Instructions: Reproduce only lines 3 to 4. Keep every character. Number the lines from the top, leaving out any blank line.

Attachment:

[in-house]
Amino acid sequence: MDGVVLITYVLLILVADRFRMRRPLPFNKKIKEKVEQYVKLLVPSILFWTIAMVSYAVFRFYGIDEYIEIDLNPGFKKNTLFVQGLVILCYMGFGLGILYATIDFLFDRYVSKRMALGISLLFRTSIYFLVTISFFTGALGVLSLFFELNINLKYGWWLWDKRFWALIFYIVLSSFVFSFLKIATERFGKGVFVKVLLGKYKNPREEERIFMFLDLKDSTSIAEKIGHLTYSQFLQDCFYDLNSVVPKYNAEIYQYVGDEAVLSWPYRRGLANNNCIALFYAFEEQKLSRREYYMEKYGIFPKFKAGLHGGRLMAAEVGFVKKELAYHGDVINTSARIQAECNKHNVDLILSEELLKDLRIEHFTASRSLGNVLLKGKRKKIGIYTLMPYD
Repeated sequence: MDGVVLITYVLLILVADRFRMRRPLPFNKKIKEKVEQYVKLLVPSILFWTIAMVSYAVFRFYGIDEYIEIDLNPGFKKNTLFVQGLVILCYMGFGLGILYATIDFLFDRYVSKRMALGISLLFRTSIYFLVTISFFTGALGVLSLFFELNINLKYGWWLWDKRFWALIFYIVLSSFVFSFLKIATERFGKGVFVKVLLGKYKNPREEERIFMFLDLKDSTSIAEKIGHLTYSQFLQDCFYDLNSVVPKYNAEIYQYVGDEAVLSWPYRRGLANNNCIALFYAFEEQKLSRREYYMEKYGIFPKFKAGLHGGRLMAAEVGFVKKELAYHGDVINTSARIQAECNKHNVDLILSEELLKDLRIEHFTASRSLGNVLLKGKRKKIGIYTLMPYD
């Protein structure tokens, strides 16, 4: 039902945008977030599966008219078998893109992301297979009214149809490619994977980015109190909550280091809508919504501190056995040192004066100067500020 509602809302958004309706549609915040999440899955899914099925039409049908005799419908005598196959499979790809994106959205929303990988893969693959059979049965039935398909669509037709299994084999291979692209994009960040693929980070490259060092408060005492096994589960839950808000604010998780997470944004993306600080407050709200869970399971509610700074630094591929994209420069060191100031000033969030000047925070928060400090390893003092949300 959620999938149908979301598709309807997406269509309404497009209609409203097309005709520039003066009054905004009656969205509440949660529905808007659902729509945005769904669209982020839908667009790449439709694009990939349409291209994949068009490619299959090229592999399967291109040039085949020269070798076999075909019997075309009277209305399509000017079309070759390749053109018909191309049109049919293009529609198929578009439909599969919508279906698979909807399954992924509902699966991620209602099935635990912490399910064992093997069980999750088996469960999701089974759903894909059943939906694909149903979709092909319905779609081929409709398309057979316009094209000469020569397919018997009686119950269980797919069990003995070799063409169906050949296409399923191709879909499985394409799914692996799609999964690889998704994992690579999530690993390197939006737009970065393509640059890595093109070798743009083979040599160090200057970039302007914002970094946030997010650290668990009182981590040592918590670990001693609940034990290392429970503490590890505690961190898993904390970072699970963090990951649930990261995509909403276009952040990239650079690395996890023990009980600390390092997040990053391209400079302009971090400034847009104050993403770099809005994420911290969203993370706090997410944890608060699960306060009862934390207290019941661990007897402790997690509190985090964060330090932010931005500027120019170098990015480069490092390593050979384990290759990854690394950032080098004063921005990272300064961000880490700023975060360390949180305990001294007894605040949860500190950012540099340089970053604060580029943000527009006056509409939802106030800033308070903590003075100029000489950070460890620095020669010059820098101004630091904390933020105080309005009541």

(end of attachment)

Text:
Repeated sequence: MDGVVLITYVLLILVADRFRMRRPLPFNKKIKEKVEQYVKLLVPSILFWTIAMVSYAVFRFYGIDEYIEIDLNPGFKKNTLFVQGLVILCYMGFGLGILYATIDFLFDRYVSKRMALGISLLFRTSIYFLVTISFFTGALGVLSLFFELNINLKYGWWLWDKRFWALIFYIVLSSFVFSFLKIATERFGKGVFVKVLLGKYKNPREEERIFMFLDLKDSTSIAEKIGHLTYSQFLQDCFYDLNSVVPKYNAEIYQYVGDEAVLSWPYRRGLANNNCIALFYAFEEQKLSRREYYMEKYGIFPKFKAGLHGGRLMAAEVGFVKKELAYHGDVINTSARIQAECNKHNVDLILSEELLKDLRIEHFTASRSLGNVLLKGKRKKIGIYTLMPYD
């Protein structure tokens, strides 16, 4: 039902945008977030599966008219078998893109992301297979009214149809490619994977980015109190909550280091809508919504501190056995040192004066100067500020 509602809302958004309706549609915040999440899955899914099925039409049908005799419908005598196959499979790809994106959205929303990988893969693959059979049965039935398909669509037709299994084999291979692209994009960040693929980070490259060092408060005492096994589960839950808000604010998780997470944004993306600080407050709200869970399971509610700074630094591929994209420069060191100031000033969030000047925070928060400090390893003092949300 959620999938149908979301598709309807997406269509309404497009209609409203097309005709520039003066009054905004009656969205509440949660529905808007659902729509945005769904669209982020839908667009790449439709694009990939349409291209994949068009490619299959090229592999399967291109040039085949020269070798076999075909019997075309009277209305399509000017079309070759390749053109018909191309049109049919293009529609198929578009439909599969919508279906698979909807399954992924509902699966991620209602099935635990912490399910064992093997069980999750088996469960999701089974759903894909059943939906694909149903979709092909319905779609081929409709398309057979316009094209000469020569397919018997009686119950269980797919069990003995070799063409169906050949296409399923191709879909499985394409799914692996799609999964690889998704994992690579999530690993390197939006737009970065393509640059890595093109070798743009083979040599160090200057970039302007914002970094946030997010650290668990009182981590040592918590670990001693609940034990290392429970503490590890505690961190898993904390970072699970963090990951649930990261995509909403276009952040990239650079690395996890023990009980600390390092997040990053391209400079302009971090400034847009104050993403770099809005994420911290969203993370706090997410944890608060699960306060009862934390207290019941661990007897402790997690509190985090964060330090932010931005500027120019170098990015480069490092390593050979384990290759990854690394950032080098004063921005990272300064961000880490700023975060360390949180305990001294007894605040949860500190950012540099340089970053604060580029943000527009006056509409939802106030800033308070903590003075100029000489950070460890620095020669010059820098101004630091904390933020105080309005009541």